Perspectives on the No Child Left Behind Act

January 11, 2012 17 min read
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Good intentions—and even strong academic content knowledge—are insufficient qualifications to be an effective teacher, especially in our most challenging schools.


Mary Bell

Really improving student learning for all children takes education policy that is firmly rooted in building and retaining a strong teaching corps. It takes a holistic evaluation of how our schools are doing, given the myriad academic and social expectations we have for them. And it takes meaningful intervention—not silver bullets—to make struggling schools better and good schools great.

As a teacher for more than 30 years, I know how essential high-quality educators are. When NCLB was introduced, the importance it placed on getting highly qualified educators in every classroom was a positive step. In my current role as president of Wisconsin’s largest educators’ union, I’ve seen teachers in my state embrace educator effectiveness, including helping to craft an innovative statewide framework that calls for balanced assessment designed to improve outcomes for children.

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However, NCLB falls flat when it comes to its simplistic approach to measuring a school’s success or failure. Teachers and schools should be held accountable for their performance, but the accountability system must measure more than the results of one fill-in-the-bubble test.

It’s time for the nation to recognize that multiple measures, some not easy to quantify, are the best picture of a student’s or a school’s success. Measures that point to logical improvements in practice and in addressing the real needs of students will be more likely to produce lasting change because they seek to understand rather than blame.

In Wisconsin, we have engaged parents in forums across the state; parents told us that, when measuring the success of schools, nothing is more essential than taking a complete approach.

Parents and educators have much to say when it comes to efforts to improve school accountability. As the national discussion continues, their voices must not be ignored.

Mary Bell is a teacher in Wisconsin Rapids, Wis., and the president of the Wisconsin Education Association Council.


Kaya Henderson

Ten years can seem like an eternity in education. It’s nearly the span of a student’s academic career from kindergarten to high school. Ten years ago seems like a lifetime in the District of Columbia Public Schools, as well. Ten years ago, the district’s enrollment was declining by thousands every year, teachers received no feedback on their performance, and no districtwide academic plan was in place.

The No Child Left Behind Act and the accompanying conversation about education set the stage for the improvements of recent years and the dramatic gains ahead for DCPS. NCLB helped identify specific challenges and made data-based decisionmaking the norm. Because of the conversation the law started, DCPS can now focus on raising achievement levels for all students, including those with special needs; narrowing the achievement gap; and ensuring that parents have the information needed to hold us accountable.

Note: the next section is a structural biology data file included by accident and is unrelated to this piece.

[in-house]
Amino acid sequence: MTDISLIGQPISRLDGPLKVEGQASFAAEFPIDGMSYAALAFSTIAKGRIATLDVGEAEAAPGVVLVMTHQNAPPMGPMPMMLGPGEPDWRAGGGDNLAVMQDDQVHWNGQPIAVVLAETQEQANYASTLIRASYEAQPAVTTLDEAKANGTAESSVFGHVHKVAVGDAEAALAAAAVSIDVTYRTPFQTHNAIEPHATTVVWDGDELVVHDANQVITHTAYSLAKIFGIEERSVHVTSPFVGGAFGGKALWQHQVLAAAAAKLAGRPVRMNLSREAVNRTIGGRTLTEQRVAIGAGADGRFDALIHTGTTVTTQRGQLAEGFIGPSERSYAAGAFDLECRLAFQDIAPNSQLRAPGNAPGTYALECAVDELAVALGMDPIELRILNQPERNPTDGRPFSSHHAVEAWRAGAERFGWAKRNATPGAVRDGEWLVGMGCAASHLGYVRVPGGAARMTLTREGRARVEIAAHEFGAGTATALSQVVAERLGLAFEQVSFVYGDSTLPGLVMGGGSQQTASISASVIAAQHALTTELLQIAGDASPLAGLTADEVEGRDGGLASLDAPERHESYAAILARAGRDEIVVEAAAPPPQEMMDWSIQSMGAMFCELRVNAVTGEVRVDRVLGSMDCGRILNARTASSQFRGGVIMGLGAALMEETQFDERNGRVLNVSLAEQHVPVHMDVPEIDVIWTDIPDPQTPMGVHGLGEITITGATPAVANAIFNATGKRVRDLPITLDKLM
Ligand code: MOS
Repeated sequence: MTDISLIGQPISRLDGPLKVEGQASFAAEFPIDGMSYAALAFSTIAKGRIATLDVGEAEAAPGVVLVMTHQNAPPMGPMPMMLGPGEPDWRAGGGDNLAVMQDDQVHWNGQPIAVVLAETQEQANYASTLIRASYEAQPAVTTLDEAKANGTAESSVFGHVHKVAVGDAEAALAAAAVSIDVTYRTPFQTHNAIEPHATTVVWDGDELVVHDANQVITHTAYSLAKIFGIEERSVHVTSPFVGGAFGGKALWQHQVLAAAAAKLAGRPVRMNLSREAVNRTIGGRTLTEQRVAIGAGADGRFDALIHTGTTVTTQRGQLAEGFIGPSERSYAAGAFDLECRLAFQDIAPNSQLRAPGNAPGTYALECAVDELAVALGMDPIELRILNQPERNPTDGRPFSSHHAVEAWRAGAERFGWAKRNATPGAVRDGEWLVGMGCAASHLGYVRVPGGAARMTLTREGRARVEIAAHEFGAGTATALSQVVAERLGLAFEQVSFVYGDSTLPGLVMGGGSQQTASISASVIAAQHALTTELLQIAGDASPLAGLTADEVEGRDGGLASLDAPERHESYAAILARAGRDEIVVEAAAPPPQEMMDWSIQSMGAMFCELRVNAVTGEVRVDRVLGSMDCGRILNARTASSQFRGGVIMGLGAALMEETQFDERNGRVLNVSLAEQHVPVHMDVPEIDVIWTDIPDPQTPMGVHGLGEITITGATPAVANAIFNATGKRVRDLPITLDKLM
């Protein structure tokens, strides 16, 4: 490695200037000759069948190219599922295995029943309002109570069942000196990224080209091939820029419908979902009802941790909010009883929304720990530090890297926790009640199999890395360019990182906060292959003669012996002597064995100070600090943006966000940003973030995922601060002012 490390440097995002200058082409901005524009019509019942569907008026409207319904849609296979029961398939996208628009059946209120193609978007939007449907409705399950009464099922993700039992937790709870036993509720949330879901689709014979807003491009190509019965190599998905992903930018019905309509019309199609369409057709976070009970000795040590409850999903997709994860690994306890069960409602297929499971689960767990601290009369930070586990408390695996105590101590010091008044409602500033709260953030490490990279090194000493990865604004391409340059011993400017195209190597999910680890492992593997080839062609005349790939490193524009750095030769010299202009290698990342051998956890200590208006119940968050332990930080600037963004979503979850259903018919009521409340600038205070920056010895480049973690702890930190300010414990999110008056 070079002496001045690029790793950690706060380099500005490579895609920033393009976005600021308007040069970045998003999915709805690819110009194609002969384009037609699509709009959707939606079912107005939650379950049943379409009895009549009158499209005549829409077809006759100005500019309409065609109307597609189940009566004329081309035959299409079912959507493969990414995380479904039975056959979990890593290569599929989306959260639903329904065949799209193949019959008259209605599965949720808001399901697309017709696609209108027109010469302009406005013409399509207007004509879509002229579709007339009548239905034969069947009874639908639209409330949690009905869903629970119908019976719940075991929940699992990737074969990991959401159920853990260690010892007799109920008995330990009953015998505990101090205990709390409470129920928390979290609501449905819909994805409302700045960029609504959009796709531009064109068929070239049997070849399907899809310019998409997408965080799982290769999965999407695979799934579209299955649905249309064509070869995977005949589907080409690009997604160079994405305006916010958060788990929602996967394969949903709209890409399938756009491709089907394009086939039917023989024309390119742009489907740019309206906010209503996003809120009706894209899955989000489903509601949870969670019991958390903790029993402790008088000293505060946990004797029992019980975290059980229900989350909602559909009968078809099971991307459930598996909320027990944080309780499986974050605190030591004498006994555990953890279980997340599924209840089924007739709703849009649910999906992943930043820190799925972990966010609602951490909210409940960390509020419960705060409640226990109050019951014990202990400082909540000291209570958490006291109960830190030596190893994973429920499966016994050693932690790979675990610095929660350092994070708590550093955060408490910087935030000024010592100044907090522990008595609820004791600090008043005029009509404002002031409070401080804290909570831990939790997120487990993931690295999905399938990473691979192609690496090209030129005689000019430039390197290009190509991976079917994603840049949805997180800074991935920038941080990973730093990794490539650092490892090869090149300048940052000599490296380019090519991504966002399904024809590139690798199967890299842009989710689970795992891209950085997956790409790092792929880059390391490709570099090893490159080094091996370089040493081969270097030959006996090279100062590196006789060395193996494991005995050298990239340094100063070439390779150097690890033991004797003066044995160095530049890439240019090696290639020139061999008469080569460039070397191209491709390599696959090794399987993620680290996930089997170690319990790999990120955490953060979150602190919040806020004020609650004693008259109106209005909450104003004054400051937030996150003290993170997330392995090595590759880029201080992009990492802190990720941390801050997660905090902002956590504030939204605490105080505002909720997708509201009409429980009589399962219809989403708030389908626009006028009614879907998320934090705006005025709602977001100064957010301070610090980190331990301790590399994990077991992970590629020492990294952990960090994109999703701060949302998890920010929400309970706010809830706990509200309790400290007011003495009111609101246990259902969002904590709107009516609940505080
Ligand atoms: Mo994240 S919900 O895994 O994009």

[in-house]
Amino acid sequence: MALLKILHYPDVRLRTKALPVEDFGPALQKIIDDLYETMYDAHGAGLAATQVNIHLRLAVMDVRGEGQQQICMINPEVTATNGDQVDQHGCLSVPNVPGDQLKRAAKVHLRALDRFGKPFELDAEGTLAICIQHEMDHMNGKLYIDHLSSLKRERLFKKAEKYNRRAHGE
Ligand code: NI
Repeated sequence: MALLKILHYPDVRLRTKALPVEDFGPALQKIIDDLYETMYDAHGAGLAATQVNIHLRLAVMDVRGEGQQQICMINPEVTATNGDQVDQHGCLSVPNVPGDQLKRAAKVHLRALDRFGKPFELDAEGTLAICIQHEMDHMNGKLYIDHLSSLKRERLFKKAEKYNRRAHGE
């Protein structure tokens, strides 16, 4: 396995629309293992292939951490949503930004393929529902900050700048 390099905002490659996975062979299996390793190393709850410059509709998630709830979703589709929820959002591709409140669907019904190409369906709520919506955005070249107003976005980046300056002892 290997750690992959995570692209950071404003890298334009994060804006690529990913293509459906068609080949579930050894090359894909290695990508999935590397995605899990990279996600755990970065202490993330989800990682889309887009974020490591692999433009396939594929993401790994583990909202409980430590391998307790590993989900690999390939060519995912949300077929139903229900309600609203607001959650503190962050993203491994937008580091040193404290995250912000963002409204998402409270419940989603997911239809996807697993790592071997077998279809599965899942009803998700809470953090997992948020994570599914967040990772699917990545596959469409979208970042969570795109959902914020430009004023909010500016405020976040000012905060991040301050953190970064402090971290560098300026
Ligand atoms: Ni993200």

Ten years after No Child Left Behind, the District of Columbia is on track to create revolutionary change in our schools. What we’re doing is part of a thriving, growing, innovative movement here that is going to make our schools better, our teachers more effective, our parents more engaged, and, most importantly, our students more successful.

With effective teachers in every classroom, a curriculum that is aligned to rigorous academic standards, more and higher-quality professional development across the system, and a robust set of academic interventions, we believe we have put the pieces in place to radically change what happens in schools here and close the achievement gap.

We have seen significant gains reflected in both the District of Columbia Comprehensive Assessment Test, or DC-CAS, and in the National Assessment of Educational Progress, or NAEP, over the past five years. However, we still have a ton of work left to do. Working with our teachers, school leaders, parents, and community members, we must dramatically improve achievement at our lowest-performing schools while raising performance districtwide. NCLB has not solved the challenges we face, but it has changed the way we all think about preparing our students for college and careers.

Kaya Henderson is the chancellor of the District of Columbia Public Schools.


Jack Jennings

Imagine a world without the No Child Left Behind Act.

We would not know by school and school district the specific achievement gaps between various groups of students.

Educators and government would not have made as many efforts to reduce those gaps—for instance, between low-income students and more advantaged students.

We would not have put a major emphasis on teaching limited-English-speaking children both English and subject-matter content.

Districts and states would not have focused as intensively on improving the lowest-performing schools.

Teachers would not have available extensive data on student academic performance.